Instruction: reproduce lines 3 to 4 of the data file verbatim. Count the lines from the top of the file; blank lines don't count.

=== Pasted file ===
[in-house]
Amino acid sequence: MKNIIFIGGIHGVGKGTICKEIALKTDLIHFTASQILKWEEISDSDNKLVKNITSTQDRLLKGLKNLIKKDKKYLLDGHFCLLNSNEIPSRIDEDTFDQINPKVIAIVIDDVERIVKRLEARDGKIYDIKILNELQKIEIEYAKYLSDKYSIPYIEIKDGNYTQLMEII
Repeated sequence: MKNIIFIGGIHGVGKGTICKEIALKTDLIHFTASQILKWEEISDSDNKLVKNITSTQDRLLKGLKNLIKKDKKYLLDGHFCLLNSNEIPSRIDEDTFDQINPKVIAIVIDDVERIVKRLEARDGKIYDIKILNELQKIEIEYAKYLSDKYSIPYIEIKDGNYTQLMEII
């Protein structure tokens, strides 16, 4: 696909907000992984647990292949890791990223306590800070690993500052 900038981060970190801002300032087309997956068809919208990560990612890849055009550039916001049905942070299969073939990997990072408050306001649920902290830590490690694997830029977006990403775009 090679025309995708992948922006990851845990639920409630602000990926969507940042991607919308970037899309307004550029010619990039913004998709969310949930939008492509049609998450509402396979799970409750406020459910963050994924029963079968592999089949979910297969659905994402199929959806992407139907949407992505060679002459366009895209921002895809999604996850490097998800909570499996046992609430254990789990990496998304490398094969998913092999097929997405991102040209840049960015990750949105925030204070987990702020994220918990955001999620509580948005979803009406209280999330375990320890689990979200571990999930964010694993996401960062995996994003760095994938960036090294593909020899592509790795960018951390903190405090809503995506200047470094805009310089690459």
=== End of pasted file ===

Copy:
Repeated sequence: MKNIIFIGGIHGVGKGTICKEIALKTDLIHFTASQILKWEEISDSDNKLVKNITSTQDRLLKGLKNLIKKDKKYLLDGHFCLLNSNEIPSRIDEDTFDQINPKVIAIVIDDVERIVKRLEARDGKIYDIKILNELQKIEIEYAKYLSDKYSIPYIEIKDGNYTQLMEII
């Protein structure tokens, strides 16, 4: 696909907000992984647990292949890791990223306590800070690993500052 900038981060970190801002300032087309997956068809919208990560990612890849055009550039916001049905942070299969073939990997990072408050306001649920902290830590490690694997830029977006990403775009 090679025309995708992948922006990851845990639920409630602000990926969507940042991607919308970037899309307004550029010619990039913004998709969310949930939008492509049609998450509402396979799970409750406020459910963050994924029963079968592999089949979910297969659905994402199929959806992407139907949407992505060679002459366009895209921002895809999604996850490097998800909570499996046992609430254990789990990496998304490398094969998913092999097929997405991102040209840049960015990750949105925030204070987990702020994220918990955001999620509580948005979803009406209280999330375990320890689990979200571990999930964010694993996401960062995996994003760095994938960036090294593909020899592509790795960018951390903190405090809503995506200047470094805009310089690459």